Liam Bailey considers the challenges and opportunities that lie ahead for residential property investors in 2018
First, the good news. The global economy started 2018 in a very good place, with healthy growth in most of the world’s leading economies.
It the strongest coordinated growth spurt for almost a decade, and early indicators from the first quarter point to more of the same for the rest of the year. But before we get too excited about the prospects of burgeoning economic growth supporting higher property values, there are some not insignificant clouds on the horizon.
The Chinese and US economies in particular are showing signs of capacity constraints, which will lead to more rapid inflation.
This, together with ongoing debt accumulation, not just in China but around the world, where total private, corporate and public debt is now estimated to equate to a record 325% of global GDP, means rate rises and a more general monetary tightening will be the main economic story this year. This process will dent growth into 2019 and weigh on property performance in the medium term.
With rate rises likely in the US, China and Canada, and potentially the UK, and with the European Central Bank beginning to taper its quantitative easing purchases, the process of unwinding economic stimuli will accelerate.
Despite these moves towards tighter monetary policy, though, borrowers will still be able to lock into cheap rates of debt in 2018. The fear of higher future interest rates and higher prices may spur action by investors to crystallise purchases, partly in the hope that property lives up to its reputation as a strong hedge against inflation.
With the US set to lead the charge on global rate rises, the US dollar is likely to strengthen against most major currencies, in particular the euro, sterling and Chinese yuan.
For dollar-pegged or denominated investors, UK and European property markets will be likely to appear better value by the year end, while those from China will find US or Hong Kong property investments more expensive.
The yuan faces another big issue in that a larger than expected decline in its value versus the dollar could slow or even stall efforts to liberalise and internationalise the currency. Any slowing of this process would reduce the flow of investment funds out of China.
The impact of market restrictions is set to become more pronounced in 2018. The mix of tax hikes, outright investment bans and controls on mortgage lending aimed at foreign residential property buyers which have been felt as far apart as Canada, New Zealand and Australia, together with tighter currency controls facing would-be investors (and in particular those from Chinese mainland) is beginning to bite.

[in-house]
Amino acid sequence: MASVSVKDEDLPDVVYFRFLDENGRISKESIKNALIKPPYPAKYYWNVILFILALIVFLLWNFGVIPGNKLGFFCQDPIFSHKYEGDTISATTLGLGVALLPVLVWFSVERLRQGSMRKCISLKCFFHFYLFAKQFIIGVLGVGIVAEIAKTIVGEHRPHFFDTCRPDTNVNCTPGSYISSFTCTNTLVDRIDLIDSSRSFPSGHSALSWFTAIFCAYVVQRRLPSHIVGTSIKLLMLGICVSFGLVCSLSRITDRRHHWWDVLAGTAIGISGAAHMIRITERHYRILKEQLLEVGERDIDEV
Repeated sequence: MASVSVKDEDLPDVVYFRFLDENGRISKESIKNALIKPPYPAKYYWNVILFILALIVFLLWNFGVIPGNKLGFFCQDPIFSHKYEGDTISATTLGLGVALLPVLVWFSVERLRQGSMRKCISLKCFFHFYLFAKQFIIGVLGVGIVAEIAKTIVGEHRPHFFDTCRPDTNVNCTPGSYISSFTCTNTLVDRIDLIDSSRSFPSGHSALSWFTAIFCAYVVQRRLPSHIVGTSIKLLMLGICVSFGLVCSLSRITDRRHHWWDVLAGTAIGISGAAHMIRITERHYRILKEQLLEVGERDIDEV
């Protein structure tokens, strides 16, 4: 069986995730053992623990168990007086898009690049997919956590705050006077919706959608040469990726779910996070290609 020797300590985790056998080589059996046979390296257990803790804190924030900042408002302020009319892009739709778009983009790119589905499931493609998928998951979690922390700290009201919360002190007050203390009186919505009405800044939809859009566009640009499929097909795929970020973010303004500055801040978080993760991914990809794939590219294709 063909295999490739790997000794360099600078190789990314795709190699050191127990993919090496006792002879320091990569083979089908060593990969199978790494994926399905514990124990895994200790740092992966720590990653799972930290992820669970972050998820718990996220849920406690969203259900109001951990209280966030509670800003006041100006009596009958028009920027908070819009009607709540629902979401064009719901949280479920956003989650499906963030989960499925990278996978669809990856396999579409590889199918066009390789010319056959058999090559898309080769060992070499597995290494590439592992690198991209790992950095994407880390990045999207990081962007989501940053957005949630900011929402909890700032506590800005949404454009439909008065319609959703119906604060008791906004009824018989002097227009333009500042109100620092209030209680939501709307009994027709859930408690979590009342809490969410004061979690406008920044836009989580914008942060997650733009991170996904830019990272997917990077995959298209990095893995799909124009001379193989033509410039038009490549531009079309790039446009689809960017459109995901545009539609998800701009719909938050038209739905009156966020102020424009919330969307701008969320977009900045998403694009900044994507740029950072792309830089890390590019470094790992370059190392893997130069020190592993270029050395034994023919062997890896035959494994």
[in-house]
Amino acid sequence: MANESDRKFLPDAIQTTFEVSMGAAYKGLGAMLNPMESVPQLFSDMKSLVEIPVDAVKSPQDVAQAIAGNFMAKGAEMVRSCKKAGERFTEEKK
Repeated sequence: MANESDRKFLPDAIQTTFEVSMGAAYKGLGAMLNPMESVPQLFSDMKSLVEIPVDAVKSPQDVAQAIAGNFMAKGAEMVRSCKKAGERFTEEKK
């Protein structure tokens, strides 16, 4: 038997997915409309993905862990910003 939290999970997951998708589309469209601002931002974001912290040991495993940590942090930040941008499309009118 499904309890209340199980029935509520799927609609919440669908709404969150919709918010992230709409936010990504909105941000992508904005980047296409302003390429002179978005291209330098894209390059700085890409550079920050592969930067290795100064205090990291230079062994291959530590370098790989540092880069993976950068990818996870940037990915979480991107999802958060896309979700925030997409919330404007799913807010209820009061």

The confluence of these policies has seen overseas demand for property in some markets fall, as investors have struggled to fund purchases. More noticeable has been the shift in demand, with buyers reconsidering the markets they are willing to investigate for purchases.
This process will become more noticeable in 2018 as some recent policy moves come into operation during this year.
Tax reform in the US should prompt an increase in inbound investor interest.There is a general consensus that the reforms will spur additional economic growth. While this growth will act to raise property performance, it will be offset by rising rates and the strengthening dollar.
Brexit negotiations between the UK and the EU will undoubtedly influence investor behaviour across much of Europe, with some anticipating an uplift in residential and commercial property demand in Dublin, Paris and Frankfurt should bankers begin to relocate from the City of London.
If 2017 is anything to go by, they are likely to be in for a long wait as only a trickle of jobs so far have been reported as set for a move.
The big issue to influence all global markets will be the shift in monetary policy. But even this is unlikely to offset the impact of strong global economic growth and wealth creation in 2018 in the short term, both of which should act to support demand for property.
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